The widely hailed speech at Big Tech’s favorite university claimed that autocrats are "subverting democracy" and that democracies have "grown dangerously complacent". In the slow parade of teleprompter clichés he even warned that "too often we've taken freedom for granted."
To Obama, the threat to democracy doesn’t come from government power, but the lack of it.
Like every Obama speech, “Challenges to Democracy in the Digital Information Realm” didn’t offer anything new, just a distillation of familiar talking points and misplaced assumptions.
The assumption at the heart of Obama’s speech and that of the range of arguments depicting free speech as a cultural and national threat is that the purpose of discourse is state power.
Obama, like many post-liberal lefty critics of free speech, reduces speech to its social impact and its social impact to its political impact. This holistic integration is so fundamental to Marxists and many lefties that they don’t even think twice about the idea that everything we do is reducible to a move on the great abacus of social justice. The food you eat, the car you buy, and the words you say have the potential to either save or damn the planet and humanity.
This quasi-religious conception of mass social mobilization pervades American society. It’s the precondition for wokeness because the only possible moral justification for terrorizing random people on social media is the conviction that governance isn’t political, it’s social, and that the only way to avert climate change and social inequality is by controlling what everyone believes.
Wokeness collapses the distinction between the private and public spheres, and between government and individuals. In a national social crisis, the only conceptual framework through which the Left ever really governs, there’s no time for such liberal niceties as private spheres.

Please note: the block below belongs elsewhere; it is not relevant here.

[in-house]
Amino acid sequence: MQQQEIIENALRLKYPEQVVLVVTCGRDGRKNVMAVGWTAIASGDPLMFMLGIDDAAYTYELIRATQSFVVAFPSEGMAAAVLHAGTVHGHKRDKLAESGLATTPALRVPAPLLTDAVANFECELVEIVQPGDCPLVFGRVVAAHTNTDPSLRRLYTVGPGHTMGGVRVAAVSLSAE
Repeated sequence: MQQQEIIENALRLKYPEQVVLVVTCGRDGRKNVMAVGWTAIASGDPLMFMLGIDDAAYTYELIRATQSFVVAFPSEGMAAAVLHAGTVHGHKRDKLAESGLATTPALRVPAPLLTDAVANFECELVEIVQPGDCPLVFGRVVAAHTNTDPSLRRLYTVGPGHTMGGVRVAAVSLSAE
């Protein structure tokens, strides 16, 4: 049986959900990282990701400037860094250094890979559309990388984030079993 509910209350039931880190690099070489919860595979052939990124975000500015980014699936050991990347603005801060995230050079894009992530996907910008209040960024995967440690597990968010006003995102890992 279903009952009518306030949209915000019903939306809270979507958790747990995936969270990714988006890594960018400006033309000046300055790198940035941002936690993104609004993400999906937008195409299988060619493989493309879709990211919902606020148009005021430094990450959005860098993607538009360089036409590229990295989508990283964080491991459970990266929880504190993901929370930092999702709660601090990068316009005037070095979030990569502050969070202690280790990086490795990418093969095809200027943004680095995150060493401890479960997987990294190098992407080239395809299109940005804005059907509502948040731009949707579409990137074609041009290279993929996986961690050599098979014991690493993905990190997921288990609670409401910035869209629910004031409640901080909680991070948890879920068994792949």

Obama’s speech neatly illustrates the fascism at the heart of this panopticon political project.
Introduce disagreement and you “raise enough questions” that people “no longer know what to believe” and then “lose trust in their leaders”, “mainstream media” and even “truth”. Stripped of all the Brookings Institute globalist prose, what Obama is really saying is that individual disagreement undermines the state. And that truth is dependent on public faith in the state.
This is a value system utterly at odds with the Declaration of Independence and the Constitution, one which envisions an intimate link between individual speech and state authority that would have horrified King George III, but absolutely delighted Hitler or Stalin.
It assumes that there can be no other legitimate points of view other than the official one and that there should be no leaders except those who share them. Limiting the range of opinions is necessary to protect state power because there is no distinction between them and the state.
Or as a certain Austrian artist once put it, "One people, One state, One leader".
When he was promoting his last book two years ago, Obama made the same arguments. "If we do not have the capacity to distinguish what’s true from what’s false, then by definition the marketplace of ideas doesn’t work. And by definition our democracy doesn’t work."